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One of the best and easiest ways to live abroad is to enroll in a study abroad program. As a student, you can easily move to another country without having to fulfill too many requirements. From having to find a job, to having to invest into starting a specific type of business, there are many difficulties you may face when trying to move abroad. And you get a pass on all these if you go as a student.
That being said, moving abroad as a student can be financially challenging. While the costs associated with tuition and accommodation are generally the same as back home, there are a couple of extra costs associated with studying abroad. Firstly you need to consider your flight tickets to get to and from the destination. But most importantly you should budget for experiences.
Your time abroad is limited and you will want to make the most of it. This means planning for day trips and short visits to neighbouring destinations. It also means having some extra cash in case your new friends invite you out, or you wish to attend a concert/ festival. And most importantly, having some money for emergencies. What if you fall off a bike and break a tooth? Dentists can be very expensive.
But how will you pay for all this? There are a couple of things you can do and I’ll share them with you in this article. But first,
Yes! Studying abroad is such as beautiful, yet challenging experience. It has taught me resilience, sufficiency, enjoying my own company, as well as being more comfortable around strangers. Furthermore, studying abroad looks great on your resume and makes you a more attractive candidate in this ever competitive job market.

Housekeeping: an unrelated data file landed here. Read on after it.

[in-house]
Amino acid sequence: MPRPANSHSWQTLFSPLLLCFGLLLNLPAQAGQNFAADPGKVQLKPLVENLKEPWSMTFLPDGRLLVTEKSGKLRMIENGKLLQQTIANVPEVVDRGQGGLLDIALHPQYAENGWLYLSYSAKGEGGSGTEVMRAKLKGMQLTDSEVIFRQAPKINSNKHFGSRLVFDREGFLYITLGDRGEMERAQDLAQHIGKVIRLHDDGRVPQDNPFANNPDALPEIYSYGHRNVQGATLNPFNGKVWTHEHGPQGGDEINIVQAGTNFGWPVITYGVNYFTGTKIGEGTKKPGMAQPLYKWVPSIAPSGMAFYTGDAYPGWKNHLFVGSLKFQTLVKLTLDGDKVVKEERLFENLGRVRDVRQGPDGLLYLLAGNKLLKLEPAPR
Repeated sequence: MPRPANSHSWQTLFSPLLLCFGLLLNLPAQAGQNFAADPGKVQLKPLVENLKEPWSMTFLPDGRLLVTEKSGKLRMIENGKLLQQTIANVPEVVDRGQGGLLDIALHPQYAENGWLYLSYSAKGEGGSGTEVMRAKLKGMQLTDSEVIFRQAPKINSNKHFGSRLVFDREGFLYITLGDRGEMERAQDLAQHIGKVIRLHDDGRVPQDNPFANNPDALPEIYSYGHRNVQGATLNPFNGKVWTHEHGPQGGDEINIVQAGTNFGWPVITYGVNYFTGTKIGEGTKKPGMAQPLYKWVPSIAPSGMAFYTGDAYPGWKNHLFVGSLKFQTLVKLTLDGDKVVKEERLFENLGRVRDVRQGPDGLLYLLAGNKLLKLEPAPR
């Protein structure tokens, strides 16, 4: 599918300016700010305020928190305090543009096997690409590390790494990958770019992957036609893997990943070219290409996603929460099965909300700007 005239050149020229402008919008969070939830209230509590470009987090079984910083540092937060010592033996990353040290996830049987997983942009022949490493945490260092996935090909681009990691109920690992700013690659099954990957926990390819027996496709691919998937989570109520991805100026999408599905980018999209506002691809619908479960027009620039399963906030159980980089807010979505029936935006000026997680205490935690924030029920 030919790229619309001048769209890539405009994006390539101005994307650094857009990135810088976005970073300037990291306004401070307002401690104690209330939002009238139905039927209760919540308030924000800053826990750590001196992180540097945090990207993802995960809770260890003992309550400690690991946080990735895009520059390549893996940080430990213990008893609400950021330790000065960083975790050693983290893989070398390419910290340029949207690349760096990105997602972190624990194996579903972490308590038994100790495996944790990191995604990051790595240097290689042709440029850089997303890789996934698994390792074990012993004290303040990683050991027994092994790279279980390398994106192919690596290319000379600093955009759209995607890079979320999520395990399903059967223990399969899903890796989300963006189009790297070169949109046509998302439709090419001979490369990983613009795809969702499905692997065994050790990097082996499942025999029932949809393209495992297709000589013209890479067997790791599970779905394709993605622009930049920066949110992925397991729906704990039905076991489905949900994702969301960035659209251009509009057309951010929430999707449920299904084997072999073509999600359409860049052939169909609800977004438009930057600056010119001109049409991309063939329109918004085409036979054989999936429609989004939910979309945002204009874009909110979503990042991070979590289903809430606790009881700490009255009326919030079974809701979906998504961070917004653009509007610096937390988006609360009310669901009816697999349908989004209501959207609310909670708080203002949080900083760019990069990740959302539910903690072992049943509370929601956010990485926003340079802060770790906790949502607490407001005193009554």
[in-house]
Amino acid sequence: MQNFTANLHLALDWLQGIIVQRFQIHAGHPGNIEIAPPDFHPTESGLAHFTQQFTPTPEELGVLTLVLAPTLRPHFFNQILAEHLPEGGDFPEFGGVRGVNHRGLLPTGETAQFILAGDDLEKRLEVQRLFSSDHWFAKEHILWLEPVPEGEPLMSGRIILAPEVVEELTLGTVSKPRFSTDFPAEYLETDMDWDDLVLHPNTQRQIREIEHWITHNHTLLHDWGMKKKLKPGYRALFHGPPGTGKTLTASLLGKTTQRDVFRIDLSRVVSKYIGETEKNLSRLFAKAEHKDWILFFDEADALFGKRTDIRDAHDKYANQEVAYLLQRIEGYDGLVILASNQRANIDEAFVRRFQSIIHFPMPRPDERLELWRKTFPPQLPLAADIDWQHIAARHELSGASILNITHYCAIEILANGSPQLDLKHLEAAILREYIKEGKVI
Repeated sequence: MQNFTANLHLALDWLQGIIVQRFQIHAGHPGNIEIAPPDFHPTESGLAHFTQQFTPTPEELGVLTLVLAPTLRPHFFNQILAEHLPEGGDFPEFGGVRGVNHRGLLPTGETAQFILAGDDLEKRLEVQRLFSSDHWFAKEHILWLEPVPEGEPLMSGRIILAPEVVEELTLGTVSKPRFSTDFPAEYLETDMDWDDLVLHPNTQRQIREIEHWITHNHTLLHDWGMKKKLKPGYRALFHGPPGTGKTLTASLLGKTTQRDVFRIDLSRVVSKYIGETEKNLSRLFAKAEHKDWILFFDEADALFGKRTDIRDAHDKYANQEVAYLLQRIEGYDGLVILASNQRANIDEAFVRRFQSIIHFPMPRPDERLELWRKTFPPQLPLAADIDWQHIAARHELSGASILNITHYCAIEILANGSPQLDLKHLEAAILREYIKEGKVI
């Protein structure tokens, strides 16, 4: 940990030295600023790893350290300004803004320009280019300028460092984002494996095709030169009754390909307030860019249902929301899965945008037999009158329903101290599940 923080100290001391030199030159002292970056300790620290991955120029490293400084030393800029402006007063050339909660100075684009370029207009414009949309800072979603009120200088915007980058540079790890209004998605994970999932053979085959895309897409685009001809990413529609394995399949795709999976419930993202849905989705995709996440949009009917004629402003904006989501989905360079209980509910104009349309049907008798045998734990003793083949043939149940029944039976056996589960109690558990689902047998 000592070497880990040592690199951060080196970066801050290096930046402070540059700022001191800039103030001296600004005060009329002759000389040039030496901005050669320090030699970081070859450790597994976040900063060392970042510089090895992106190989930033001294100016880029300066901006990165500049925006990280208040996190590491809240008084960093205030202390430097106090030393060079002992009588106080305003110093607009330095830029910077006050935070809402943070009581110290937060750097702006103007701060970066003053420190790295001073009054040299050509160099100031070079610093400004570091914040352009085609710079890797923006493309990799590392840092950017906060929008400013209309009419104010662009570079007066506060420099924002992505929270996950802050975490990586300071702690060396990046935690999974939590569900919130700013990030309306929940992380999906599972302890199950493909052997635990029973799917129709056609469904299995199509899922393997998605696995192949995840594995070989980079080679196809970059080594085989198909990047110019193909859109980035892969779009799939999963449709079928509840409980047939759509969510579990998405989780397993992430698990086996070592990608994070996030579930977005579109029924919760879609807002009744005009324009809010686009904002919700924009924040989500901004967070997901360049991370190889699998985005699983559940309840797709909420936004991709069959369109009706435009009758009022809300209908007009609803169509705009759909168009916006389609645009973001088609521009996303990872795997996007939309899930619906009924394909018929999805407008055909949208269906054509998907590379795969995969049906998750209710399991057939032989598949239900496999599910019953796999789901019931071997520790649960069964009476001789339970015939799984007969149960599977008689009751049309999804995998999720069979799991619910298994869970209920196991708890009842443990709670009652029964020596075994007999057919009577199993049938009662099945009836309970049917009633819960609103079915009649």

That being said, there are two main ways to study abroad. Firstly you can do an exchange semester through your home university. Secondly, you can enroll directly with an institution abroad and do your whole degree there. If you go the exchange route you will have to pay the same tuition to your home university. On the other hand, if you do your whole degree abroad, you can find some institutions with little to no tuition fees.
With that out of the way, here’s how to finance studying abroad:
In general, scholarships are attributed based on merit be it academic, athletic, or having overcome some challenge. On the other hand, grants are attributed based on financial need. Regardless, both of them are non-repayable, and both of them are (usually) paid out to you and not to the school. Thus you can use the money as you wish.
When searching for scholarships/ grants, you should look in as many places as you can. This includes your country, state, city, but also the institution you wish to attend abroad.
One of the best ways to finance studying abroad is to start saving money as soon as possible in a high interest savings account. Usually online banks pay higher interest rates compared to traditional banks. Therefore I would recommend opening a second bank account just for the purpose of saving. And if your online savings account isn’t linked to a card, you won’t be able to spend impulsively.
If you are thinking about investing, I would not recommend it if you plan on using that money in the next 5 years. The stock market fluctuates unpredictably and could end up losing money if you withdraw when your portfolio is down.
And before you can save money, you’ll need to earn money. Working as much as possible before going abroad to study is what I did to finance my experience. However, depending on the country you’re going to, you may also work while studying abroad. For example international students in Denmark may work anywhere for up to 20 hours per week, but only if they obtain a work permit. On the the other hand, international students in the US may only work on campus under certain conditions.
That being said, here are a couple of work options you may have:
Any kind of campus job will be great for many reasons. Aside from earning money you can use to sustain yourself, campus jobs also allow you meet other students and build connections. And you also save a lot of time as you don’t have to commute. Servers and bartenders will make the most money thanks to tips. But jobs at the campus bookstore are always fun and relaxed.